I’m no thespian … but even I can’t resist a good Shakespeare pun!
Today’s post is all about how to find empty cells in your spreadsheet. You might be giving me a blank stare from behind your computer screen, but if I were you, I wouldn’t a-void this post! #PunsIntended This post is chock-full of useful tips that you can apply to projects like data cleaning, volunteer on-boarding, and even getting better donation stats.
Fill in the blank
You’re organizing a big action and you have a LOT of roles to fill, so you harness the energy of your most extroverted volunteer. Which of the two spreadsheets would you rather give her to get her started?
Number 2, huh? Yeah, I like number 2, too! And the best part is that I didn’t have to go in and highlight any of those cells. I used a Conditional Formatting rule to automatically highlight the cell if it was blank. As soon as someone types in a cell, it turns back to white. Here’s how to DIY!
- Select the entire area where the conditional formatting rule will apply
- Select “Conditional Formatting” on your main toolbar (under Styles)
- Under the drop down menu where it says “Format Only Cells With:” select “Blanks”
- Select the Format button to set styles. Don’t forget to navigate to the tabs in the dialogue box!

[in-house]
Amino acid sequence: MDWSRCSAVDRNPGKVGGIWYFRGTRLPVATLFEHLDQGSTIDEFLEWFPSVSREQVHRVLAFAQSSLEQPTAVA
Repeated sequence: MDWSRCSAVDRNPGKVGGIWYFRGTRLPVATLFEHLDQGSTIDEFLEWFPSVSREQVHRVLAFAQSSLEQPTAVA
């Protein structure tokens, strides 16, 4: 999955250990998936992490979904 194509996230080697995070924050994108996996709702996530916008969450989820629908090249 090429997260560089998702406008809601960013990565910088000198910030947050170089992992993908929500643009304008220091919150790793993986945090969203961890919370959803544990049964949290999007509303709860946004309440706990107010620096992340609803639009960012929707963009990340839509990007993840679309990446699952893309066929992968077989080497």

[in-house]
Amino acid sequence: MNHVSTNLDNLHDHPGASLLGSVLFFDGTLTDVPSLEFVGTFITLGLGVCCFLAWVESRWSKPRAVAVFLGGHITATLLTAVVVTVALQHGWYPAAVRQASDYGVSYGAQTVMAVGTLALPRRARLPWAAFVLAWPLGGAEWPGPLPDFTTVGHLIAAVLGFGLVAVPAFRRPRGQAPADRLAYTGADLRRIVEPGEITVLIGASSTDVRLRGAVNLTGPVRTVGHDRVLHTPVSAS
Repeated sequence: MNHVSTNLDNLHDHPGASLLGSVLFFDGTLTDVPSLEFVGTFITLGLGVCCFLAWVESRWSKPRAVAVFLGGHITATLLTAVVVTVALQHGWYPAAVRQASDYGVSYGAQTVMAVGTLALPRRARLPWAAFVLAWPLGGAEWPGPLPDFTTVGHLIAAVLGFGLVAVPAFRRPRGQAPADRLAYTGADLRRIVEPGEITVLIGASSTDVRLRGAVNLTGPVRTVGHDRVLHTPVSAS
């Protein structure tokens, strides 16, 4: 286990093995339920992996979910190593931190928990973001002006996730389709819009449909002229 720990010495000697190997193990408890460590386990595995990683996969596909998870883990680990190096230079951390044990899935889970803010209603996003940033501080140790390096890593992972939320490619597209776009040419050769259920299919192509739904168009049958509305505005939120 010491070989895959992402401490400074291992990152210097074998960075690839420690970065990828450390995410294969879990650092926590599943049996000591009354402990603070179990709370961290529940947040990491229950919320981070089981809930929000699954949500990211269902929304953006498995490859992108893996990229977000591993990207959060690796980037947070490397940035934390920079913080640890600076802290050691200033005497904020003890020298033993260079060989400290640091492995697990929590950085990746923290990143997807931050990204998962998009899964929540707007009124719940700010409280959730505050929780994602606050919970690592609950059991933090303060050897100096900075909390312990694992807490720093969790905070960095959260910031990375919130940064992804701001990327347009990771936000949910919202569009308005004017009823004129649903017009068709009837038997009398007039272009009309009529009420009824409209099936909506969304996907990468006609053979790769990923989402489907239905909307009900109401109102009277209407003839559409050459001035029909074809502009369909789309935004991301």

I use this technique for data cleaning all the time – especially when I’m the one setting up the data cleaning project and other people are actually doing the cleaning. You can imagine that it really helps to have the blank cells waaay more visible!
Running on empty
Sometimes you need to know if a cell is empty. Why? Because you’re going to give it a snack, of course! (just kidding). Usually, it’s to use in a particular formula. Like, “if this cell is blank, do this other thing!” Good thing there’s a formula for that!
The ISBLANK gives you an answer in the form of “TRUE” or “FALSE.” So, if the cell HAD STUFF IN IT, the formula would say “FALSE” aka Not Blank.
For advanced Excel users, here’s a warning for ya: ISBLANK will return FALSE if it encounters an “empty string” even though most people would consider empty strings to be blank. To get around that “gotcha,” you can use the “Length” function, tutorial here.
Once you know whether a cell IS BLANK (or not), then you can plug that answer into another formula, generally an IF formula. We’re not going to get into that all today, but I did find a very interesting tutorial here that would be an excellent resource for folks on-boarding volunteers in Excel or in a Google Sheet!
Excel and Google Sheets automatically treats blank cells as “null,” not as Zeros. So, if you are taking an average of donations, they simply won’t count people who have an empty cell where their donation amount could be (aka people who haven’t donated). Usually that is for the best! However, if you WANT to count those donations as “zero dollars” to get a different perspective on your “average donation rate,” you will need to replace those Blanks with Zeros. Sure, you could sort your data and then manually type or copy zeros in the empty cells, OR instead, you can use IF( ) and ISBLANK( ) formulas to do the work for you. If you figure out how to do it, email me at firstname.lastname@example.org for a special shoutout!
Well, we didn’t turn water into wine, or tin into gold, but I’ll be damned if we can’t make SOMETHING out of NOTHING. Have a great holiday weekend, friends!